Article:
in: neural.it: Hacktivism, E-Music, New Media Art (16 Jun 2005)

La codifica di lavori concettuali in codice di programmazione è una particolare forma di 'digitalizzazione' che implica passaggi mediatici (ossia da un medium materiale ad un altro immateriale) non trascurabili, pur se al contempo ne sublima le idee nella resa perenne degli algoritmi. FontanaMixer è un software generativo basato su 'Fontana Mix', lavoro concettuale di John Cage del 1958, programmato in ambiente Mac dall'austriaco Karlheinz Essl a quasi mezzo secolo di distanza. La partitura , composta di 'istruzioni' fatte da punti, linee e grafici, sovrapposte attraverso fogli trasparenti in maniera casuale, calcolava sei diversi parametri in base ai quali determinare ogni singolo evento sonoro, con la scelta degli stessi parametri lasciata libera all'interprete. Questa anarchica libertà d'interpretazione, che Cage collegava alla liberazione dal gusto personale ricollegandosi agli eventi naturali, senza un ordine apparente, si riflette nella codifica effettuata con quattro canali autonomi e parametri che si modificano autonomamente sotto gli occhi del fruitore. La teatralità del lavoro scompare, e con lei anche la presenza scenica delle apparecchiature (quattro registratori a nastro) utilizzate all'epoca, ma questo lavoro, commissionato dal festival Wien Modern, realizza una sorta di 'cover' software di una storica performance, preservandone, a differenza delle cover puramente 'musicali', i principi ispiratori, ossia il pensiero innovativo che li ha motivati e animati al loro tempo. L'indeterminazione, l'opportunità e il silenzio si ritrovano calcolati da un microprocessore imbeccato dalle istruzioni necessarie, e protagonista della stessa poetica automazione originaria.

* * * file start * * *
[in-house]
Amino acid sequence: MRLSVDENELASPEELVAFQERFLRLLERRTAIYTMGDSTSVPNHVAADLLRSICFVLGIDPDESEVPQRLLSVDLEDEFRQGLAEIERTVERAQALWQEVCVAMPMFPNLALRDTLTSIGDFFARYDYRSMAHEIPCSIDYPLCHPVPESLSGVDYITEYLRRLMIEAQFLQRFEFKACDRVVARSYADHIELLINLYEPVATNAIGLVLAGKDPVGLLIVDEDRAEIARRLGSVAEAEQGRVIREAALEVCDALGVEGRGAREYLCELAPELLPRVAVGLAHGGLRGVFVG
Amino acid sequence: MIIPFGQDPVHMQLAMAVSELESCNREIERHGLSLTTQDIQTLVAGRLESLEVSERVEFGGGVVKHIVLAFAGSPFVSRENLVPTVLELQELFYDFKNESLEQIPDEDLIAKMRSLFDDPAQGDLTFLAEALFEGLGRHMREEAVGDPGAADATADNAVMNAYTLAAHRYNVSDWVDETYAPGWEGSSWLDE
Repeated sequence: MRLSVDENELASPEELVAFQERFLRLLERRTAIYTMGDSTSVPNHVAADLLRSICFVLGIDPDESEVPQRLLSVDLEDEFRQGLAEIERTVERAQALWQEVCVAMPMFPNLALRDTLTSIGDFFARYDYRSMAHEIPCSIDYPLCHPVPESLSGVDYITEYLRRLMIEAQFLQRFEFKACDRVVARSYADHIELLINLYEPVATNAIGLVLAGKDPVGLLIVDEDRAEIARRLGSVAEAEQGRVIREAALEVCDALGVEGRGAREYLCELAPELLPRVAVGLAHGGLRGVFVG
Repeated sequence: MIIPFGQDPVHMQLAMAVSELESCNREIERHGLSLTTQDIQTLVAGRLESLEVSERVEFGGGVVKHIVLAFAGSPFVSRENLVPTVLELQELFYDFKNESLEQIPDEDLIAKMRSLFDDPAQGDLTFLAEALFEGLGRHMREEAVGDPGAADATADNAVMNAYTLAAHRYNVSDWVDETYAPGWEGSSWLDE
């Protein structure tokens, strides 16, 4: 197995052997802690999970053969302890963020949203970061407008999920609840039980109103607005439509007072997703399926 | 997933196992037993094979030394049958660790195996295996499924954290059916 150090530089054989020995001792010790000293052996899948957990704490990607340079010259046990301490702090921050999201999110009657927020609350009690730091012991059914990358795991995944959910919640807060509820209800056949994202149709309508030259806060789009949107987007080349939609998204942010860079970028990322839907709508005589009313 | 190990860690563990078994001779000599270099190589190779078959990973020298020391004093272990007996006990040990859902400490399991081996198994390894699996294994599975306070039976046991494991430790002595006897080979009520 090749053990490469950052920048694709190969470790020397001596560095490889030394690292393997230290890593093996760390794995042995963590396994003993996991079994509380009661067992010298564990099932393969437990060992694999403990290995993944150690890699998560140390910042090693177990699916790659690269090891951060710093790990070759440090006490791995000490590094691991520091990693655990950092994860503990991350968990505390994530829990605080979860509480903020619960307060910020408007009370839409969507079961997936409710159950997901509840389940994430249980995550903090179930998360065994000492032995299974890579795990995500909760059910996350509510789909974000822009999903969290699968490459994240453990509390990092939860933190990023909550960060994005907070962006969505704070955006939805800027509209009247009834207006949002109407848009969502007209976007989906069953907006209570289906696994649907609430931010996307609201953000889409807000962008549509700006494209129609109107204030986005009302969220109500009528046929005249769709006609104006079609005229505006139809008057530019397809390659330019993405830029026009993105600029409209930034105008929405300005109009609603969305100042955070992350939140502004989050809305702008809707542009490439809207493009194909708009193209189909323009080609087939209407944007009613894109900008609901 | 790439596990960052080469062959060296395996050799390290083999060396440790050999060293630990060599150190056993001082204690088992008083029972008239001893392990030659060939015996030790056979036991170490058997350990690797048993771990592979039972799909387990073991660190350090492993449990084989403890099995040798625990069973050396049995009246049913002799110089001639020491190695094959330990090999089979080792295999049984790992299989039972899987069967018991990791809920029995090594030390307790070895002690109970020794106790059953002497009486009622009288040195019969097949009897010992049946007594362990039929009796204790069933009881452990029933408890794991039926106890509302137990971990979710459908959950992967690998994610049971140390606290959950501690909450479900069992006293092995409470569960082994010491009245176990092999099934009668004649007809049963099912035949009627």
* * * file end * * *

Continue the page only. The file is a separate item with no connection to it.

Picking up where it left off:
Die Kodierung konzeptueller Arbeiten in einer Programmiersprache ist eine besondere Form von 'Digitalisierung', die vermittelnde Übergänge mit sich bringt (d.h. von einem materiellen Medium zu einem anderen, nicht-materiellen), die nicht vernachlässigbar sind, auch wenn sich dabei die Ausgangsidee in der Übertragung als Algorithmus sublimiert. FontanaMixer ist eine generative Software, die auf "Fontana Mix" - einer konzeptuellen Arbeit von John Cage aus dem Jahre 1958 - basiert, und die nach einem halben Jahrhundert in einer Mac-Umgebung von dem Österreicher Karlheinz Essl programmiert wurde. Die aus 'Anweisungen' in Form von Punkten, Linien und Grafiken bestehende Partitur, die mit durchsichtigen Folien zufällig überlagert werden, bezog sechs unterschiedliche Parameter ein, auf dessen Basis jedes einzelne klingende Ereignis bestimmt wird, wobei die Auswahl der Parameter selbst dem Interpreten überlassen blieb. Diese anarchische Interpretationsfreiheit, die Cage mit der Befreiung vom persönlichen Geschmack verband, indem er sich auf natürliche Ereignisse ohne offensichtlicher Ordnung bezog, spiegelt sich in der von Karlheinz Essl erschaffenen Kodifizierung mit vier unabhängigen Kanälen und deren Parametern, die sich autonom vor den Augen des Users verändern. Mit der Theatralität der Arbeit verschwindet auch die szenische Präsenz der Apparatur (vier Tonbandgeräte), die zu jener Zeit verwendet wurde. Diese Umsetzung hingegen, die vom Festival Wien Modern beauftragt wurde, realisiert eine Art 'Cover'-Software einer historischen Performance, wobei im Gegensatz zu strikt musikalischen Cover-Versionen die inspirierenden Prinzipien - also der innovative Gedanke der sie zu ihrer Zeit motiviert und beseelt hat - beibehalten werden. Die Unbestimmtheit, die Möglichkeitsfelder und die Stille werden von einem Mikroprozessor berechnet, der die nötigen Instruktionen erhalten hat - er wird so zum Hauptakteur der ursprünglichen poetischen Automatisierung. (Übersetzung: Silvia E. Pagano)



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Updated: 22 Mar 2017